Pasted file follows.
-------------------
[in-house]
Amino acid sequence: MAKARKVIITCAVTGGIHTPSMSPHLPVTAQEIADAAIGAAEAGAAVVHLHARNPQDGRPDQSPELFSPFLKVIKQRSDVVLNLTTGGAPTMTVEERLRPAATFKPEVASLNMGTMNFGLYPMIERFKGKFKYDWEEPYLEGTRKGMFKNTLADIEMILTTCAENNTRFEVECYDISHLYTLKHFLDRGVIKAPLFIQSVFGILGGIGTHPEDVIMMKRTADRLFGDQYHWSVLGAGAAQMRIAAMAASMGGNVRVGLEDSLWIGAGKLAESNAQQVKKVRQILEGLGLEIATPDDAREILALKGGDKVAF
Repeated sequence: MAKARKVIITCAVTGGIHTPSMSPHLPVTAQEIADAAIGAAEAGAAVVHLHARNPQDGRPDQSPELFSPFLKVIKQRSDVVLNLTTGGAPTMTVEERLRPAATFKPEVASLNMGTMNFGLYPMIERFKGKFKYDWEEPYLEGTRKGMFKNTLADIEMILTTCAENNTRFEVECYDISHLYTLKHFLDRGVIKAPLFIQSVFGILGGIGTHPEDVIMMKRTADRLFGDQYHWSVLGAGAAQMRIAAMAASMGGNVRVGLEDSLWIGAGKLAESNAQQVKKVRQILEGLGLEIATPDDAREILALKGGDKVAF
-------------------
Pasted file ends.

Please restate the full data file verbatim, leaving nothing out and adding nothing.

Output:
[in-house]
Amino acid sequence: MAKARKVIITCAVTGGIHTPSMSPHLPVTAQEIADAAIGAAEAGAAVVHLHARNPQDGRPDQSPELFSPFLKVIKQRSDVVLNLTTGGAPTMTVEERLRPAATFKPEVASLNMGTMNFGLYPMIERFKGKFKYDWEEPYLEGTRKGMFKNTLADIEMILTTCAENNTRFEVECYDISHLYTLKHFLDRGVIKAPLFIQSVFGILGGIGTHPEDVIMMKRTADRLFGDQYHWSVLGAGAAQMRIAAMAASMGGNVRVGLEDSLWIGAGKLAESNAQQVKKVRQILEGLGLEIATPDDAREILALKGGDKVAF
Repeated sequence: MAKARKVIITCAVTGGIHTPSMSPHLPVTAQEIADAAIGAAEAGAAVVHLHARNPQDGRPDQSPELFSPFLKVIKQRSDVVLNLTTGGAPTMTVEERLRPAATFKPEVASLNMGTMNFGLYPMIERFKGKFKYDWEEPYLEGTRKGMFKNTLADIEMILTTCAENNTRFEVECYDISHLYTLKHFLDRGVIKAPLFIQSVFGILGGIGTHPEDVIMMKRTADRLFGDQYHWSVLGAGAAQMRIAAMAASMGGNVRVGLEDSLWIGAGKLAESNAQQVKKVRQILEGLGLEIATPDDAREILALKGGDKVAF